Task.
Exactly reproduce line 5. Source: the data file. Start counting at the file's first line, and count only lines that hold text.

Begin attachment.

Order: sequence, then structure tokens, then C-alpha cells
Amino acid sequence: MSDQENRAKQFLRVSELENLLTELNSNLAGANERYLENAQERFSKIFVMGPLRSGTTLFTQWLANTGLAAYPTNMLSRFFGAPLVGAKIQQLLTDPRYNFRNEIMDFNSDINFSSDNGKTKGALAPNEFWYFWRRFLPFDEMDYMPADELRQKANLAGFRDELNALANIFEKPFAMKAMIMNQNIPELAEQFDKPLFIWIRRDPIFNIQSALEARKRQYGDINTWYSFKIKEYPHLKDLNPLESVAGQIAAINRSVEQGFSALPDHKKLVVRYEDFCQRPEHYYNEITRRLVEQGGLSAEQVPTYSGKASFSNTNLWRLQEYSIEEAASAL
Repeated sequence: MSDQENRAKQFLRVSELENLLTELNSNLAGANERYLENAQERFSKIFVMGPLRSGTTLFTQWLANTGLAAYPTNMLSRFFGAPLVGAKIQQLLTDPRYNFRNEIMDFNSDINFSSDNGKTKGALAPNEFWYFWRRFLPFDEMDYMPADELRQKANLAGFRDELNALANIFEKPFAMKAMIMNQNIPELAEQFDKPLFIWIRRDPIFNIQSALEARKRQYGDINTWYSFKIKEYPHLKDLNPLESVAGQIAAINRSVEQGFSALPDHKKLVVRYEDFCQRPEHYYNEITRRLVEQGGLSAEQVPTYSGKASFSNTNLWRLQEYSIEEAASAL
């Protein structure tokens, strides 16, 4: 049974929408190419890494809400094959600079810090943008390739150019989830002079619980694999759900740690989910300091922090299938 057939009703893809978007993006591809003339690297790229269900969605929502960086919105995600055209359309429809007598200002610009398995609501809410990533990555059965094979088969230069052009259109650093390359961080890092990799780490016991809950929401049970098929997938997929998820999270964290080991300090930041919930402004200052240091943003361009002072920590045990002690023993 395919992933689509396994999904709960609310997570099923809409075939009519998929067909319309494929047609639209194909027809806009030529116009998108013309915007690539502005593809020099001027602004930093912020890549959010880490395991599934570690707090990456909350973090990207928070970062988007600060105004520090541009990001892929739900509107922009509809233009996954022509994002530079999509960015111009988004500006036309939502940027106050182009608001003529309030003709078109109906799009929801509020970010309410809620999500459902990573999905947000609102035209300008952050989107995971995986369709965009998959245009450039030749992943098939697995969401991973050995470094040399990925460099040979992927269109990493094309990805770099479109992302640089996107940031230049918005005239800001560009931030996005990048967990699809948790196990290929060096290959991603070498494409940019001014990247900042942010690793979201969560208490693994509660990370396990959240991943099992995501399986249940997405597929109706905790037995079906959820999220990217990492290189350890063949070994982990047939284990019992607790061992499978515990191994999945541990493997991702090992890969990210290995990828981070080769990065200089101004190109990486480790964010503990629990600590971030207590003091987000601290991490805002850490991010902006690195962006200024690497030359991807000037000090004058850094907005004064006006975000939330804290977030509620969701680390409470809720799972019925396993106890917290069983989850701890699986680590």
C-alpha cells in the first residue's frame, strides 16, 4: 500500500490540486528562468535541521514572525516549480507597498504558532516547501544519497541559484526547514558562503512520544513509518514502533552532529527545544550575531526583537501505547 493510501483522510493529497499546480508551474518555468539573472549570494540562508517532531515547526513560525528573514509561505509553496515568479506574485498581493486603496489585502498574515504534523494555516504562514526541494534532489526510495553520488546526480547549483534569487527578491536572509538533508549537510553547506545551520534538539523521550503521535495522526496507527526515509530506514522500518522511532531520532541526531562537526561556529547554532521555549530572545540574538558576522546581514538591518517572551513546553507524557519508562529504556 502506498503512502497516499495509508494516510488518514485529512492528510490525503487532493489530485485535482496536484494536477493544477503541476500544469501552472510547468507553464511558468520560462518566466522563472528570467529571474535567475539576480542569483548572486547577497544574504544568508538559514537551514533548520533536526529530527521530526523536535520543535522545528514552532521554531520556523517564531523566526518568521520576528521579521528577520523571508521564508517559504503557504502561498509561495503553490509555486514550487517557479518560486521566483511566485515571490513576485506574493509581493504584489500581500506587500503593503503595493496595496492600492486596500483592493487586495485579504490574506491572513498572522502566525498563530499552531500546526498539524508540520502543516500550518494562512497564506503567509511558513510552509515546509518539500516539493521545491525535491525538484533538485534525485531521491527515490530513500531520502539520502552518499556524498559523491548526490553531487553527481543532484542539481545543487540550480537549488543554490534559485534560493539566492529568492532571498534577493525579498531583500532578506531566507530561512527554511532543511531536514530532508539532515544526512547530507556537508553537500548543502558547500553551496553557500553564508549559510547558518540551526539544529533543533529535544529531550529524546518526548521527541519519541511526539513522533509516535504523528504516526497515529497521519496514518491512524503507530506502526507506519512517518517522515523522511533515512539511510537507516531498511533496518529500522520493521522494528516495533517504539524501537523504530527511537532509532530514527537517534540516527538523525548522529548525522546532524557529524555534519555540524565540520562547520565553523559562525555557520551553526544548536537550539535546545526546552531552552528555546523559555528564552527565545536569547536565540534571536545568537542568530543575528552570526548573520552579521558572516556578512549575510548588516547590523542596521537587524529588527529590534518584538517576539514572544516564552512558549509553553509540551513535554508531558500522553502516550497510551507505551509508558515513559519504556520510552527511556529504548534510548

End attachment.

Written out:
C-alpha cells in the first residue's frame, strides 16, 4: 500500500490540486528562468535541521514572525516549480507597498504558532516547501544519497541559484526547514558562503512520544513509518514502533552532529527545544550575531526583537501505547 493510501483522510493529497499546480508551474518555468539573472549570494540562508517532531515547526513560525528573514509561505509553496515568479506574485498581493486603496489585502498574515504534523494555516504562514526541494534532489526510495553520488546526480547549483534569487527578491536572509538533508549537510553547506545551520534538539523521550503521535495522526496507527526515509530506514522500518522511532531520532541526531562537526561556529547554532521555549530572545540574538558576522546581514538591518517572551513546553507524557519508562529504556 502506498503512502497516499495509508494516510488518514485529512492528510490525503487532493489530485485535482496536484494536477493544477503541476500544469501552472510547468507553464511558468520560462518566466522563472528570467529571474535567475539576480542569483548572486547577497544574504544568508538559514537551514533548520533536526529530527521530526523536535520543535522545528514552532521554531520556523517564531523566526518568521520576528521579521528577520523571508521564508517559504503557504502561498509561495503553490509555486514550487517557479518560486521566483511566485515571490513576485506574493509581493504584489500581500506587500503593503503595493496595496492600492486596500483592493487586495485579504490574506491572513498572522502566525498563530499552531500546526498539524508540520502543516500550518494562512497564506503567509511558513510552509515546509518539500516539493521545491525535491525538484533538485534525485531521491527515490530513500531520502539520502552518499556524498559523491548526490553531487553527481543532484542539481545543487540550480537549488543554490534559485534560493539566492529568492532571498534577493525579498531583500532578506531566507530561512527554511532543511531536514530532508539532515544526512547530507556537508553537500548543502558547500553551496553557500553564508549559510547558518540551526539544529533543533529535544529531550529524546518526548521527541519519541511526539513522533509516535504523528504516526497515529497521519496514518491512524503507530506502526507506519512517518517522515523522511533515512539511510537507516531498511533496518529500522520493521522494528516495533517504539524501537523504530527511537532509532530514527537517534540516527538523525548522529548525522546532524557529524555534519555540524565540520562547520565553523559562525555557520551553526544548536537550539535546545526546552531552552528555546523559555528564552527565545536569547536565540534571536545568537542568530543575528552570526548573520552579521558572516556578512549575510548588516547590523542596521537587524529588527529590534518584538517576539514572544516564552512558549509553553509540551513535554508531558500522553502516550497510551507505551509508558515513559519504556520510552527511556529504548534510548